Other studies have reported the significant reduction of the BMI and BF% due to higher energy expenditure after spinning workout (14, 19, 21, 26). However, Moradi et al. (2016) observed a significant reduction in the BF% only in the group with green tea supplement and resistance training (27), which could be due to the fact that resistance training with green tea consumption improves body composition. Green tea also enhances the function of the sympathetic nervous system by inhibiting the enzyme catechol-o-methyltransferase, thereby increasing energy expenditure (28). It is possible that spinning workout increases fat oxidation due to higher energy expenditure, activating the AMP-activated protein kinase signal pathway (29). Another important mechanism of exercise in regards to BF% is the enhancement of proliferator-activated receptor coactivator 1-alpha, which plays a key role in metabolism control and prevention of obesity, especially visceral fat (17).

An important finding of the current research was that spinning workout without green tea consumption could improve body composition. After the eight-week intervention, IL-6 had a non-significant reduction in both training groups, while a significant increase was observed in the control group. Inactivity leads to the increased production of IL-6 from the fat cells in overweight individuals. At rest, IL-6 has a pro-inflammatory effect when released from the fat cells (10), while it exerts an anti-inflammatory effect when released from the muscle cells (e.g., IL-10) (7); notably, IL-10 inhibits the production of TNF-α (30). Inconsistent with the results of the present study, Bagheri et al. (2020) reported the significant reduction of IL-6 after endurance training and green tea supplementation (20). The discrepancy in this regard could be due to the differences in the training protocols, gender, and dose of supplementation.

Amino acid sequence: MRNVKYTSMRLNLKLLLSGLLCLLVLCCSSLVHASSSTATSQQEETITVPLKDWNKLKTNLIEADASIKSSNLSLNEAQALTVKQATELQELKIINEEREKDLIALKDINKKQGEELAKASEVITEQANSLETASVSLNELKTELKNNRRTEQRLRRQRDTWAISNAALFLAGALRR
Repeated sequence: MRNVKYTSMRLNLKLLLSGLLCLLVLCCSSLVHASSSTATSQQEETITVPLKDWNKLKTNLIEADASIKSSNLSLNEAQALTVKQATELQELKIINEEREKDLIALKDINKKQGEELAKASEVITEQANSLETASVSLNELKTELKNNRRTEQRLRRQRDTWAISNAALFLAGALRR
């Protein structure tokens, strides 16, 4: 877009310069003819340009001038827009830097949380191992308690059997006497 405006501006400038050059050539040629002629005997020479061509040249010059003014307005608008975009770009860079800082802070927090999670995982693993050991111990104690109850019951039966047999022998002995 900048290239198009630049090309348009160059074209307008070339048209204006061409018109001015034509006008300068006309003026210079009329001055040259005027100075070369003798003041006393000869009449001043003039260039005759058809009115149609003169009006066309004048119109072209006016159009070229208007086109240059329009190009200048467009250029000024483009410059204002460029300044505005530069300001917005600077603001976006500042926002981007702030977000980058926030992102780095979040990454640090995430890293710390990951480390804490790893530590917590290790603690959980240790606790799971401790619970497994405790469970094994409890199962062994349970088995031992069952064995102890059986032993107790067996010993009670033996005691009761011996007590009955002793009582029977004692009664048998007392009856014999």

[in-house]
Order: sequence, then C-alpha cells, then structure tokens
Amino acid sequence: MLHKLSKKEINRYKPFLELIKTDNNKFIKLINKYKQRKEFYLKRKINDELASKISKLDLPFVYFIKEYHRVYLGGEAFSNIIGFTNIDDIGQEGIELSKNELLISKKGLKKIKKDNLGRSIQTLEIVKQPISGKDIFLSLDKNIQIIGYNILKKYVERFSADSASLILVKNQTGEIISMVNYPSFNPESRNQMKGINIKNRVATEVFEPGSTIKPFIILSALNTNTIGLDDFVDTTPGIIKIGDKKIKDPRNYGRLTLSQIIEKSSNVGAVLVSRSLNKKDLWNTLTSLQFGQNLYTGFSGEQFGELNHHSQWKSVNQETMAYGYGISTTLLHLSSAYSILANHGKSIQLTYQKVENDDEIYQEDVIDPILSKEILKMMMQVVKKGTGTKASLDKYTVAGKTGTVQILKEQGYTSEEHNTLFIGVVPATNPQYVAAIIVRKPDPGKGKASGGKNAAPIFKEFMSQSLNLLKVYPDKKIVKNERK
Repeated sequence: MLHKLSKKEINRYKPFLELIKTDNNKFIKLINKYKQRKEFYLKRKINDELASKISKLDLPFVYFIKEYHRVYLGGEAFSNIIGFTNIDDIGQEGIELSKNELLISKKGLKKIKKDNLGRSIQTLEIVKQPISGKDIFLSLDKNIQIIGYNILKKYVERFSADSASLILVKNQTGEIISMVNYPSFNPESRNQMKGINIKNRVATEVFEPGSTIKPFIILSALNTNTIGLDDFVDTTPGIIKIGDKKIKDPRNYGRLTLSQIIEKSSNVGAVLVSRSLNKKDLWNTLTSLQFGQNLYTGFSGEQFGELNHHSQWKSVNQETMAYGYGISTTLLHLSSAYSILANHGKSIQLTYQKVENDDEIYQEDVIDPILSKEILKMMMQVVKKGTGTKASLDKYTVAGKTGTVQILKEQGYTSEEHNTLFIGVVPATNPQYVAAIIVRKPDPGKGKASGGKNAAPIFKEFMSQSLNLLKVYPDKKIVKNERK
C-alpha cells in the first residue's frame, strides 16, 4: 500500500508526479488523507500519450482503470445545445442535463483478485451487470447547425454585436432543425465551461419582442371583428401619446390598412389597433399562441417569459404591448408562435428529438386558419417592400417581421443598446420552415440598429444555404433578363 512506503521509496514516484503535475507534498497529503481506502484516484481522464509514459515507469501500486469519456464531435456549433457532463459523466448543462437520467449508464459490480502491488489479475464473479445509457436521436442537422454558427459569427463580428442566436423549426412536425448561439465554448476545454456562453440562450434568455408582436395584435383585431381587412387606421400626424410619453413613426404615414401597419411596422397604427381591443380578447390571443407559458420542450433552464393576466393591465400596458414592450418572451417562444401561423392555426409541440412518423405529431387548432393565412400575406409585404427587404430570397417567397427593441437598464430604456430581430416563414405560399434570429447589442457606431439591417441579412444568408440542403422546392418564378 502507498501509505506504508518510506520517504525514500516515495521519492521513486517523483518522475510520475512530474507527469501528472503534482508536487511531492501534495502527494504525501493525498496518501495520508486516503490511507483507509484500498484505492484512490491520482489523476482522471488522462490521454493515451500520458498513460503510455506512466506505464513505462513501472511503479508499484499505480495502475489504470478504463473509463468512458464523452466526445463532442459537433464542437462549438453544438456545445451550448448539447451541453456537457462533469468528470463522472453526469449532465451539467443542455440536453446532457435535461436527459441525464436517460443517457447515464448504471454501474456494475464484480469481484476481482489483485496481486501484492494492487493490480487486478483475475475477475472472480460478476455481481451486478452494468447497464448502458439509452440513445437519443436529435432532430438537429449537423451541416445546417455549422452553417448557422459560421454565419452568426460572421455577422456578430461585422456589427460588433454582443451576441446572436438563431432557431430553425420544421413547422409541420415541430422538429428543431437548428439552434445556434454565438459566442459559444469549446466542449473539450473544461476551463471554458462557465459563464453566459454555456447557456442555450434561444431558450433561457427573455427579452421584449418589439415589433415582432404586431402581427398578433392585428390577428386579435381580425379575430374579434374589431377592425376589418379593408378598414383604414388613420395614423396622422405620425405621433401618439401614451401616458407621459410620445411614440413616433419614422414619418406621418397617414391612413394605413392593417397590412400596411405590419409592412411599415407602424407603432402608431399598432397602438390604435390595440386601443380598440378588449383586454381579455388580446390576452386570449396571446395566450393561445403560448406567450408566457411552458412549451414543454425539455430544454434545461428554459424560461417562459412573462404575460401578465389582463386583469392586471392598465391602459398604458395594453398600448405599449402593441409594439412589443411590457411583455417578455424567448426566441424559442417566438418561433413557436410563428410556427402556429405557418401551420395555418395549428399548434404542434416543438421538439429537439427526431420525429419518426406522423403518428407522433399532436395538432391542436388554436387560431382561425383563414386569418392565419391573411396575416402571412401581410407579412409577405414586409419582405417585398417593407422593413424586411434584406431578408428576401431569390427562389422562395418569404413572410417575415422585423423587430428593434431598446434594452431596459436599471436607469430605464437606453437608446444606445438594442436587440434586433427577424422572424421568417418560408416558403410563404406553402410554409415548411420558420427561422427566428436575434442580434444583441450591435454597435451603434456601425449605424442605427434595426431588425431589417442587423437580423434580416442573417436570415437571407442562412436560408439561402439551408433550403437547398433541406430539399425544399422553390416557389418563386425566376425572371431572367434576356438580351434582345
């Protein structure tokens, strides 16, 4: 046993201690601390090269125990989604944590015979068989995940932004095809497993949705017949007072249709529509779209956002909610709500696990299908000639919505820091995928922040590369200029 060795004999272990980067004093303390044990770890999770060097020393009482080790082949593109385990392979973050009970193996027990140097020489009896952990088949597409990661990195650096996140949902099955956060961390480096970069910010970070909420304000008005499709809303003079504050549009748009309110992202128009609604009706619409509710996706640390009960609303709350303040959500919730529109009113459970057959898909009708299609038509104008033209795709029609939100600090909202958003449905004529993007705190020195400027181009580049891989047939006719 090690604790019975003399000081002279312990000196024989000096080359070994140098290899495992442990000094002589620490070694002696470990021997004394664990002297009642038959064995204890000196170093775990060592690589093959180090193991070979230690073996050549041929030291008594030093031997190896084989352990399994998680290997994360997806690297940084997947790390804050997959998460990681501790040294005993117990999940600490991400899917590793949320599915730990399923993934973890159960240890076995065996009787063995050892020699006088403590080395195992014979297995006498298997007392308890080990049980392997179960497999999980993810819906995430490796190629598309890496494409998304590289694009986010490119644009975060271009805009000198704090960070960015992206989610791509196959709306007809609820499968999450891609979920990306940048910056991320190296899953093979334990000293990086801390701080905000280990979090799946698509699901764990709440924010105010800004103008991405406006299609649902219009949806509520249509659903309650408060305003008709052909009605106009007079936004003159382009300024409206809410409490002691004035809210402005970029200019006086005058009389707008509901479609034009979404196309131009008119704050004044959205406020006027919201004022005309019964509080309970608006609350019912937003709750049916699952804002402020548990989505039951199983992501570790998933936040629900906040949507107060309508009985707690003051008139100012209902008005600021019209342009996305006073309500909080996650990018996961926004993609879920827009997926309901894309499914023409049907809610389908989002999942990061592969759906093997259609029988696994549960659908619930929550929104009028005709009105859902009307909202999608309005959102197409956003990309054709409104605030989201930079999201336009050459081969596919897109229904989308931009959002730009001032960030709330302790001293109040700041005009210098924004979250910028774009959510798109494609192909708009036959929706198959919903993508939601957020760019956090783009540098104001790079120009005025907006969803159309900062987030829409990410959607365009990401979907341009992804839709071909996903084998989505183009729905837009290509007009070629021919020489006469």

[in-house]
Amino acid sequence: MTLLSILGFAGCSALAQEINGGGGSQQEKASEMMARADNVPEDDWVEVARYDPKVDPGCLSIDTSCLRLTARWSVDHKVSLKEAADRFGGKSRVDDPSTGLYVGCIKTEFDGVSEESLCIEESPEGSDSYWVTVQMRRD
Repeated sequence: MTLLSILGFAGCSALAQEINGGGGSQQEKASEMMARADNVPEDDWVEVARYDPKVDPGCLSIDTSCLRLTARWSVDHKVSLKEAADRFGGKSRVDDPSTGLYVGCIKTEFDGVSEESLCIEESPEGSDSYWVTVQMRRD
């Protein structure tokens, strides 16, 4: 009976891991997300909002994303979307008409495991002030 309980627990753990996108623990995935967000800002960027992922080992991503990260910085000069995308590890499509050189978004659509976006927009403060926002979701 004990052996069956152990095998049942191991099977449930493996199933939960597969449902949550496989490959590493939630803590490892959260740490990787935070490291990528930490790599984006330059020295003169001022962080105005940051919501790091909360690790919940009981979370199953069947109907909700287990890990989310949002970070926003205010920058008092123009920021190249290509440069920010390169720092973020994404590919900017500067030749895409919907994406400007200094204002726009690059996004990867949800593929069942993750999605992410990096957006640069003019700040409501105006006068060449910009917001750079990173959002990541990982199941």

According to the current research, the level of IL-10 increased after eight weeks of spinning workout and green tea consumption in both training groups, while it was only considered significant in the SP-GT group. The non-significant increase of IL-10 could be due to its inhibitory effect on TNF-α, which justifies the positive effect of spinning on the SP-PL group. On the other hand, a significant difference was denoted between the SP-PL and control groups in this regard, which could be attributed to the anti-inflammatory effects of spinning through the reduction of TNF-α at the posttest. The anti-inflammatory mechanism of physical exercise is the down-regulation of TNF-α and IL-6 gene expression and the up-regulation of IL-10 gene expression in macrophages (31). In a study, Barry et al. (2018) reported that short-term training had no effect on IL-10 (32), which is inconsistent with our findings possible due to the difference in the duration of the studies.

In the present study, a significant reduction was observed in TNF-α in both training groups. As a result, the anti-inflammatory effects of the spinning workout could improve TNF-α without green tea supplementation. In line with this finding, El-Kader and Al-Sheerf (2017) reported a significant decrease in TNF-α after resistance and aerobic exercises (8). However, the findings of Libardi et al. (2012) indicated no significant change in TNF-α after 16 weeks of resistance, endurance, and combination training. The discrepancy in this regard could be due to the lower TNF-α at baseline (33). TNF-α mediates local inflammation and is also involved in the systemic inflammation response. Moreover, this mediator plays a key role in the progression of CVDs through systemic inflammation (34). Recent findings have demonstrated no changes in TNF-α after endurance training along with the consumption of green tea (20, 35). It seems that the reduction of TNF-α is associated with the loss of body fat, which requires long-term training with high energy expenditure (e.g., spinning workout).

One of the limitations of the present study was the lack of a group to receive green tea alone as the intervention, however, green tea is widely known to improve body composition and systemic inflammation (23).

5.1. Conclusion

According to the results, spinning workout could reduce inflammation and improve the body composition of the overweight women. Furthermore, green tea increased the spinning-induced changes in IL-10. Since overweight women are at a high risk of CVDs, spinning may be a safe and cost-effective approach to weight loss within a short period, which could also help reduce inflammation and prevent CVDs. Finally, the costs of the rehabilitation and treatment of these patients and the mortality rate of CVDs would reduce if such interventions were implemented. Further investigations are recommended to clarify the physiological effects of spinning workout.

Acknowledgements

Footnotes